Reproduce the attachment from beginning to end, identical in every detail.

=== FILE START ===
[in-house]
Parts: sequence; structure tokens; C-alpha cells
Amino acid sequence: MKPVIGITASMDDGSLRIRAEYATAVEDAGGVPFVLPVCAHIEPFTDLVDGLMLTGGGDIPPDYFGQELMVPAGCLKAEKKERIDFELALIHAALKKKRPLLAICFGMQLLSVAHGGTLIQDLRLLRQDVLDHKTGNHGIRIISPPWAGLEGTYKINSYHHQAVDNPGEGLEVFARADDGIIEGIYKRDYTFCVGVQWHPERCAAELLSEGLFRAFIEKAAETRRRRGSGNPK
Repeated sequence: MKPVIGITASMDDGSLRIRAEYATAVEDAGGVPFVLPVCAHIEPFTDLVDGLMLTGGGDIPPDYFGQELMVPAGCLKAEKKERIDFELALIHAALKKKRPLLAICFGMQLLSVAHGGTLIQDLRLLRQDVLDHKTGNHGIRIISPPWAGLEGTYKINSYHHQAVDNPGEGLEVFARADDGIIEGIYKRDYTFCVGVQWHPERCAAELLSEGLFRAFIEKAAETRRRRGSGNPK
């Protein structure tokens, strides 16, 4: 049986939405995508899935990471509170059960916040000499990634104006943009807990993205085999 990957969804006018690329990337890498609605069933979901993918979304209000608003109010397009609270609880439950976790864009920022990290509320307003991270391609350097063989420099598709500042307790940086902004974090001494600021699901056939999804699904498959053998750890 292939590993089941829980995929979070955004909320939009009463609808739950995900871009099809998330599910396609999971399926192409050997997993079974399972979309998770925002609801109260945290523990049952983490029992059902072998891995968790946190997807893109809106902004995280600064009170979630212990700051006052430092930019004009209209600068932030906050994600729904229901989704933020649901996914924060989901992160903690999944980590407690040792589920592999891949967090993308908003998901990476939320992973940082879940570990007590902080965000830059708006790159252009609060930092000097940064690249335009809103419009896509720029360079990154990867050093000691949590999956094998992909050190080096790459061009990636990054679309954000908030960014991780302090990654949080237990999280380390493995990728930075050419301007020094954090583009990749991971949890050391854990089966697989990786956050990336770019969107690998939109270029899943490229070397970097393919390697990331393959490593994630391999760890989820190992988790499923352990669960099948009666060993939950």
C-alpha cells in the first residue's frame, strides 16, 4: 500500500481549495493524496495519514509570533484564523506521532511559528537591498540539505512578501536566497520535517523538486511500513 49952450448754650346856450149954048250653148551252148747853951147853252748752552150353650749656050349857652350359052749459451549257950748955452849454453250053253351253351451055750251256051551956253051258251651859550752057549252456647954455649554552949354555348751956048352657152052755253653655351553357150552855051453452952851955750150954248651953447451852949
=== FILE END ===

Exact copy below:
[in-house]
Parts: sequence; structure tokens; C-alpha cells
Amino acid sequence: MKPVIGITASMDDGSLRIRAEYATAVEDAGGVPFVLPVCAHIEPFTDLVDGLMLTGGGDIPPDYFGQELMVPAGCLKAEKKERIDFELALIHAALKKKRPLLAICFGMQLLSVAHGGTLIQDLRLLRQDVLDHKTGNHGIRIISPPWAGLEGTYKINSYHHQAVDNPGEGLEVFARADDGIIEGIYKRDYTFCVGVQWHPERCAAELLSEGLFRAFIEKAAETRRRRGSGNPK
Repeated sequence: MKPVIGITASMDDGSLRIRAEYATAVEDAGGVPFVLPVCAHIEPFTDLVDGLMLTGGGDIPPDYFGQELMVPAGCLKAEKKERIDFELALIHAALKKKRPLLAICFGMQLLSVAHGGTLIQDLRLLRQDVLDHKTGNHGIRIISPPWAGLEGTYKINSYHHQAVDNPGEGLEVFARADDGIIEGIYKRDYTFCVGVQWHPERCAAELLSEGLFRAFIEKAAETRRRRGSGNPK
């Protein structure tokens, strides 16, 4: 049986939405995508899935990471509170059960916040000499990634104006943009807990993205085999 990957969804006018690329990337890498609605069933979901993918979304209000608003109010397009609270609880439950976790864009920022990290509320307003991270391609350097063989420099598709500042307790940086902004974090001494600021699901056939999804699904498959053998750890 292939590993089941829980995929979070955004909320939009009463609808739950995900871009099809998330599910396609999971399926192409050997997993079974399972979309998770925002609801109260945290523990049952983490029992059902072998891995968790946190997807893109809106902004995280600064009170979630212990700051006052430092930019004009209209600068932030906050994600729904229901989704933020649901996914924060989901992160903690999944980590407690040792589920592999891949967090993308908003998901990476939320992973940082879940570990007590902080965000830059708006790159252009609060930092000097940064690249335009809103419009896509720029360079990154990867050093000691949590999956094998992909050190080096790459061009990636990054679309954000908030960014991780302090990654949080237990999280380390493995990728930075050419301007020094954090583009990749991971949890050391854990089966697989990786956050990336770019969107690998939109270029899943490229070397970097393919390697990331393959490593994630391999760890989820190992988790499923352990669960099948009666060993939950």
C-alpha cells in the first residue's frame, strides 16, 4: 500500500481549495493524496495519514509570533484564523506521532511559528537591498540539505512578501536566497520535517523538486511500513 49952450448754650346856450149954048250653148551252148747853951147853252748752552150353650749656050349857652350359052749459451549257950748955452849454453250053253351253351451055750251256051551956253051258251651859550752057549252456647954455649554552949354555348751956048352657152052755253653655351553357150552855051453452952851955750150954248651953447451852949